“For instance, while the San Diego District Attorney’s Office spent more than a decade sifting through thousands of dresser drawers and bringing felony cases all the way to court for frauds as small as four hundred dollars, executives in the same general area of Southern California, at companies like Countrywide and Long Beach Mortgage, were pioneering the brilliant mass fraud scheme that involved the sales of toxic mortgage-backed securities… Twenty-six billion dollars of fraud: no felony cases.  But when the stakes are in the hundreds of dollars, we kick in 26,000 doors a years, in just one county.”  (p. 323)

“…the poor have always faced the sharp end of the stick.  And the rich have always fought ferociously to protect their privilege, not just in America but everywhere…What’s different now is that these quaint old inequities have become internalized in that ‘second government’–a vast system of increasingly unmanageable bureaucracies, spanning both the public and private sectors.  These inscrutable, irrational structures, crisscrossing back and forth between the worlds of debt and banking and law enforcement, are growing up organically around the pounding twin impulses that drive modern America: burning hatred of all losers and the poor, and breathless, abject worship of the rich, even the talentless and undeserving rich.”  (p. 324)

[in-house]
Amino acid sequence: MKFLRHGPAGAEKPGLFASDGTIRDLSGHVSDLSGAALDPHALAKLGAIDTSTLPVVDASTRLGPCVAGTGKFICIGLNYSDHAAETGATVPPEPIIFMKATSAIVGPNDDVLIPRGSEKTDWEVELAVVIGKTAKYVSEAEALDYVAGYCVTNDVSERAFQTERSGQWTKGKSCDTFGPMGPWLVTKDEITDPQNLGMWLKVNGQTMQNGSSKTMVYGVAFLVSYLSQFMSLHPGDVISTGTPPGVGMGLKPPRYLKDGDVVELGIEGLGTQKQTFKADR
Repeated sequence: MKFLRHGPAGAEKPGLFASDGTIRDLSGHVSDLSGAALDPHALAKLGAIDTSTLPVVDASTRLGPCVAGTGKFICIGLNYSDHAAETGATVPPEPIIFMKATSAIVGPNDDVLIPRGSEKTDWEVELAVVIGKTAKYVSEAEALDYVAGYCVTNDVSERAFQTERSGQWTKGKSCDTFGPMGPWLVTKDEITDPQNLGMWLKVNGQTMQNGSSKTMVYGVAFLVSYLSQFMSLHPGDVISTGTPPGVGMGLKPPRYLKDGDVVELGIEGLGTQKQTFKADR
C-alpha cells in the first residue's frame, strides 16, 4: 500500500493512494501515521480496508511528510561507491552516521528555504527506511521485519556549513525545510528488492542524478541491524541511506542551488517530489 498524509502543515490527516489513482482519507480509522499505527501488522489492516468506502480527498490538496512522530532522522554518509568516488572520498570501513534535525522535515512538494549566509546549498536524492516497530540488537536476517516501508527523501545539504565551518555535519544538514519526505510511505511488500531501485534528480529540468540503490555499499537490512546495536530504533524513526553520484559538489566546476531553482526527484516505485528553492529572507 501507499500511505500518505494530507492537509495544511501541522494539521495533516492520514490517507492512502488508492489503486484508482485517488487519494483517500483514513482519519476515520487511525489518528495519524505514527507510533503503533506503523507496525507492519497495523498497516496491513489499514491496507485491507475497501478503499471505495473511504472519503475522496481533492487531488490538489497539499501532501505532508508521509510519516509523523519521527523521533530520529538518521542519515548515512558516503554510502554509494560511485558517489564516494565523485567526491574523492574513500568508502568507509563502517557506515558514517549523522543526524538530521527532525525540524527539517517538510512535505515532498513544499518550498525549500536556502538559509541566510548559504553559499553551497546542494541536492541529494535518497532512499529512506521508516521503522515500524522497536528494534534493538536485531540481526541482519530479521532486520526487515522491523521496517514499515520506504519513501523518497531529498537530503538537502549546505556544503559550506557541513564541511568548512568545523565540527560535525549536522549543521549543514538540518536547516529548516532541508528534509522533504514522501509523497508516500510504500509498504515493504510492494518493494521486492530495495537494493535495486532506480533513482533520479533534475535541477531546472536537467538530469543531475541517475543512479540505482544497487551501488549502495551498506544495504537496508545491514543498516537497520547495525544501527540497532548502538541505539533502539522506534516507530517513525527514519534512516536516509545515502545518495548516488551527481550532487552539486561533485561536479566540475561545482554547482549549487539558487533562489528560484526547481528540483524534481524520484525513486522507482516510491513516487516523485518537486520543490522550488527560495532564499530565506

“…there’s a direct correlation between need and rights.  The more you need, the more you owe, the fewer rights you have.”  (p. 325)

“…our legal system does not make sense.  Our legal system is insane.”  (p. 328)